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Anthony Ray Hinton Spent Almost 30 Years on Death Row. Now He Has a Message for White America.

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Anthony Ray Hinton was mowing the lawn at his mother's house in 1985 when Alabama police came to arrest him for 2 murders he did not commit. One took place when he was working the night shift at a Birmingham warehouse. Yet the state won a death sentence, based on 2 bullets it falsely claimed matched a gun found at his mother's home. In his powerful new memoir, "The Sun Does Shine: How I Found Life and Freedom on Death Row," Hinton describes how racism and a system stacked against the poor were the driving forces behind his conviction. He also writes about the unique and unexpected bonds that can form on death row, and in particular about his relationship with Henry Hays, a former Klansman sentenced to death for a notorious lynching in 1981. Hays died in the electric chair in 1997 - 1 of 54 people executed in Alabama while Hinton was on death row.
After almost 30 years, Hinton was finally exonerated in 2015, thanks to the Equal Justice Initiative, or EJI. On April 27…

Judge allows Topeka triple-slaying defendant's attorneys, untrained in capital murder defense, to withdraw

Topeka
4 defendants are charged in triple slaying in North Topeka

2 defense attorneys sought - and got - a judge's ruling on Monday allowing them to withdraw as attorneys representing 1 of 4 men charged in the killings of 3 people at a North Topeka bungalow.

The 2 were allowed to withdraw because they are not "death-certified," meaning they aren't trained to represent a client who is facing a possible death penalty if he is charged with capital murder.

Monday was the 1st time the prospect of a defendant in the case facing a death penalty in the 3-victim slaying case has popped into view in Shawnee County District Court.

Meanwhile, the 3 co-defendants will face a preliminary hearing before Shawnee County District Court Judge Nancy Parrish on Tuesday. The preliminary hearing is expected to extend into Wednesday and perhaps Thursday.

On Monday, Public Defender Stacey Donovan, who represented Joseph Aaron Krahn, 34, told District Court Judge David Debenham that she and other attorneys in her office aren't "death certified" to represent defendants charged with cases that could result in the death penalty.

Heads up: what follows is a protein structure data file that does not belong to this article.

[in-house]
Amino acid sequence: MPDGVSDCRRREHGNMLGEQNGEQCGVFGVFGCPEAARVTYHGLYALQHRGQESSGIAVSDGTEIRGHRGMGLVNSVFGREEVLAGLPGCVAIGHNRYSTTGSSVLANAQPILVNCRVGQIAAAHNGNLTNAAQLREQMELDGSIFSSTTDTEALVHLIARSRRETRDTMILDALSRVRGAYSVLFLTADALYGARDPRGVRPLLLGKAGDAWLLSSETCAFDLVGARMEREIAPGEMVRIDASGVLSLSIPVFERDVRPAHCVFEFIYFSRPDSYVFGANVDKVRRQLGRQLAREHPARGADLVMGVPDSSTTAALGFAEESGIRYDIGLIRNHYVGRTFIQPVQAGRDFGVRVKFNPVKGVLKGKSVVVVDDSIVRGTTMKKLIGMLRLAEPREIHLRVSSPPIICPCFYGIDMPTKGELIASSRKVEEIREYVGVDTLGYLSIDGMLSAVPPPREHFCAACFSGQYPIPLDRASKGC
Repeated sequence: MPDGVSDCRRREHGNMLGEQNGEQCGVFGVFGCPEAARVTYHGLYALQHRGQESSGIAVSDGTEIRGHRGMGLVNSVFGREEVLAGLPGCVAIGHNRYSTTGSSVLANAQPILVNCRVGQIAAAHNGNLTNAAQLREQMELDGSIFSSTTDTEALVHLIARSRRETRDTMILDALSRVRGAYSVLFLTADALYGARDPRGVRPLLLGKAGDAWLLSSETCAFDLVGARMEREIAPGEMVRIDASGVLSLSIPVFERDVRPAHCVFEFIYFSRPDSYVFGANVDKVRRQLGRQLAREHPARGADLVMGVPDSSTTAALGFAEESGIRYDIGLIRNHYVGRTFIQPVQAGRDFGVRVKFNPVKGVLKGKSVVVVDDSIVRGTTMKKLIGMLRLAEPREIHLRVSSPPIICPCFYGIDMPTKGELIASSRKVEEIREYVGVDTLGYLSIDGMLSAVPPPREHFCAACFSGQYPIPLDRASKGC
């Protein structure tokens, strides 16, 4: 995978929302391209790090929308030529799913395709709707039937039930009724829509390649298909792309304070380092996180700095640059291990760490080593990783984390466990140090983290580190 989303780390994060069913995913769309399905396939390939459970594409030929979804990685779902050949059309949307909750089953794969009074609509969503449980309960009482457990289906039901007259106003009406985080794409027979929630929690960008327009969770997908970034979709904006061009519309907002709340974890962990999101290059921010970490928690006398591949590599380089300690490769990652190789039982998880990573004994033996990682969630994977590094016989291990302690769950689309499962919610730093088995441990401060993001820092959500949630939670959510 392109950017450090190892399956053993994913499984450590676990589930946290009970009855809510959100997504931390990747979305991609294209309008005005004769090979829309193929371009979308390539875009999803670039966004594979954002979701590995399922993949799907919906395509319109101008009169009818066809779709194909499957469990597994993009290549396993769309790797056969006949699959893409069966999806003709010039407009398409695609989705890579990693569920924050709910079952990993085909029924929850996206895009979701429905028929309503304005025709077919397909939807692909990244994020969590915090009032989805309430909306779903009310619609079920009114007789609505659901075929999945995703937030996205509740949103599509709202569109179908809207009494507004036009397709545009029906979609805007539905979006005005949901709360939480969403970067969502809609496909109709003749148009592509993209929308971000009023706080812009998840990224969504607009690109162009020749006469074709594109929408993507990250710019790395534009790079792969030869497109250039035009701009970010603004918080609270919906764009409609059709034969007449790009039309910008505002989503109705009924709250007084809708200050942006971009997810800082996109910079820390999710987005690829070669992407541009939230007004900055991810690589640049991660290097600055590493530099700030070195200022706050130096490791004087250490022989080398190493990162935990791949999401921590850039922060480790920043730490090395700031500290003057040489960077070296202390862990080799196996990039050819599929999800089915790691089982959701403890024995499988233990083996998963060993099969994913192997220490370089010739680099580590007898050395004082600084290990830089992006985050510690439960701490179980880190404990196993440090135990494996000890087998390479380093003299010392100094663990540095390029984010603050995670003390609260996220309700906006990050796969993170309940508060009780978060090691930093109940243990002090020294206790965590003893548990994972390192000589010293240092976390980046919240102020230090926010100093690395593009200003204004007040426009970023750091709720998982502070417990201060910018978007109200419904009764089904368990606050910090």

Donovan told the judge she consulted with Mark Manna, head of the Kansas Death Penalty Defense Unit, and he advised her to withdraw from Krahn's case so DPDU could handle the Krahn case.

The judge granted the Krahn motion.

So far, Krahn, who told a judge he was "innocent" of 3 murder counts during his 1st court appearance, then shrugged, is charged with 3 counts of 1st-degree murder.

Chief deputy district attorney Dan Dunbar told the judge that depending on the evidence surfacing during the preliminary hearing, he might ask the judge to bind over a defendant on charges of capital murder, which carries a death penalty.

So far, no capital murder counts have been filed against the 4 defendants, Dunbar told the judge.

In November 2014, Ozawkie lawyer Dennis Hawver, who wasn't a death-certified attorney, was disbarred after the Kansas Supreme Court found that Hawver engaged in "inexplicable incompetence" in representing King Phillip Amman Reu-El in a capital murder case.

Amman Reu-El, 44, formerly was known as Phillip Cheatham. Hawver represented Amman Reu-El, who was convicted in the slayings of 2 women and severe wounding of a 3rd woman and was initially sentenced to death.

The Kansas Supreme Court overturned Amman Reu-El's convictions, he eventually made a plea in the re-trial, and he was sentenced for a capital murder conviction to a life term without possibility of parole for 25 years and a consecutive prison term of 13 years and 9 months for an attempted murder count.

In the on-going case, the other 3 defendants are Shane Andrew Mays, 19, Joseph P. Lowry, 31, and Brian Joseph Flowers, 32, who were charged with the slayings in March.

In part, Kansas law defines capital murder as the killing of more than 1 person as part of the same act.

As of Tuesday, Krahn is charged with 3 counts of 1st-degree murder, and Mays is charged with 2 counts of 1st-degree murder.

Flowers and Lowry are charged with 1 count each of 1st-degree murder, aggravated kidnapping and aggravated assault, and Mays is charged with 2 counts of 1st-degree murder.

Debenham eventually will hear the preliminary hearing of Krahn. The Krahn case next will be in court on July 20 when his preliminary hearing will be scheduled.

The victims are Matthew Leavitt, 19; Nicole Fisher, 38; and Luke Davis, 20, all of Topeka. The 3 were found late on March 12 inside an airplane bungalow at 115 N.W. Grant.

Topeka police officers had been called to the house at 11:20 p.m. to check the welfare of the occupants, then found the bodies.

Few details have been released about the killings.

The Capital-Journal was the only news medium in the courtroom on Monday.

Capital murder also is defined as the killing of:

-- A law enforcement officer.

-- A child younger than 14 during a kidnapping or aggravated kidnapping when it was tied to the commission of a sex offense.

-- A victim during a kidnapping or aggravated kidnapping done to hold the victim for ransom.

-- A victim in a contract slaying.

-- A victim of an inmate or prisoner in a state or local correctional facility or jail.

-- A victim during a rape, criminal sodomy or aggravated sodomy.

Source: The Topeka Capital-Journal, July 11, 2017

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